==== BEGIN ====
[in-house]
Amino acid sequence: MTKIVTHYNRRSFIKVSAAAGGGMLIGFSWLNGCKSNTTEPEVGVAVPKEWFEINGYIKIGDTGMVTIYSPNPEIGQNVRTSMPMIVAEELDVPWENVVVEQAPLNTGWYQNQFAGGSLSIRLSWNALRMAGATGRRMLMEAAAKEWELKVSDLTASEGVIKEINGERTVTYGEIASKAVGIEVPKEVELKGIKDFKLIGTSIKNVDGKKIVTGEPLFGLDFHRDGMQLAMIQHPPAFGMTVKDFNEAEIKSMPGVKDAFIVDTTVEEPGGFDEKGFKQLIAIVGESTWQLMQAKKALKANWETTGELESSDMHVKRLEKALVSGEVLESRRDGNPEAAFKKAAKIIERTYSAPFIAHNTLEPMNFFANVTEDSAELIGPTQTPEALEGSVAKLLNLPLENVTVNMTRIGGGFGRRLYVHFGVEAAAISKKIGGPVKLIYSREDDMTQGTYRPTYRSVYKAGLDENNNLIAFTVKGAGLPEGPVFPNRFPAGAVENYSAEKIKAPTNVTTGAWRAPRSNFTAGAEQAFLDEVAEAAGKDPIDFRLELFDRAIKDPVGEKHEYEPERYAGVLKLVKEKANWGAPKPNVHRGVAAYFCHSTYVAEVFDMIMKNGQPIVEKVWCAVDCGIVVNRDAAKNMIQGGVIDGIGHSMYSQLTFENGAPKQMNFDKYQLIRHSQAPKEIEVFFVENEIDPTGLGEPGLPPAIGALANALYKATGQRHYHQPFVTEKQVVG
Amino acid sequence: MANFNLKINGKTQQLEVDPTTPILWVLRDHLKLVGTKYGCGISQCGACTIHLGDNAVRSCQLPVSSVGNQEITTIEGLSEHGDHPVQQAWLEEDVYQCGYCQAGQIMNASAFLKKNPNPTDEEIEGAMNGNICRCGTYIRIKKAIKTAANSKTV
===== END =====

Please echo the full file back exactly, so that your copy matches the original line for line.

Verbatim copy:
[in-house]
Amino acid sequence: MTKIVTHYNRRSFIKVSAAAGGGMLIGFSWLNGCKSNTTEPEVGVAVPKEWFEINGYIKIGDTGMVTIYSPNPEIGQNVRTSMPMIVAEELDVPWENVVVEQAPLNTGWYQNQFAGGSLSIRLSWNALRMAGATGRRMLMEAAAKEWELKVSDLTASEGVIKEINGERTVTYGEIASKAVGIEVPKEVELKGIKDFKLIGTSIKNVDGKKIVTGEPLFGLDFHRDGMQLAMIQHPPAFGMTVKDFNEAEIKSMPGVKDAFIVDTTVEEPGGFDEKGFKQLIAIVGESTWQLMQAKKALKANWETTGELESSDMHVKRLEKALVSGEVLESRRDGNPEAAFKKAAKIIERTYSAPFIAHNTLEPMNFFANVTEDSAELIGPTQTPEALEGSVAKLLNLPLENVTVNMTRIGGGFGRRLYVHFGVEAAAISKKIGGPVKLIYSREDDMTQGTYRPTYRSVYKAGLDENNNLIAFTVKGAGLPEGPVFPNRFPAGAVENYSAEKIKAPTNVTTGAWRAPRSNFTAGAEQAFLDEVAEAAGKDPIDFRLELFDRAIKDPVGEKHEYEPERYAGVLKLVKEKANWGAPKPNVHRGVAAYFCHSTYVAEVFDMIMKNGQPIVEKVWCAVDCGIVVNRDAAKNMIQGGVIDGIGHSMYSQLTFENGAPKQMNFDKYQLIRHSQAPKEIEVFFVENEIDPTGLGEPGLPPAIGALANALYKATGQRHYHQPFVTEKQVVG
Amino acid sequence: MANFNLKINGKTQQLEVDPTTPILWVLRDHLKLVGTKYGCGISQCGACTIHLGDNAVRSCQLPVSSVGNQEITTIEGLSEHGDHPVQQAWLEEDVYQCGYCQAGQIMNASAFLKKNPNPTDEEIEGAMNGNICRCGTYIRIKKAIKTAANSKTV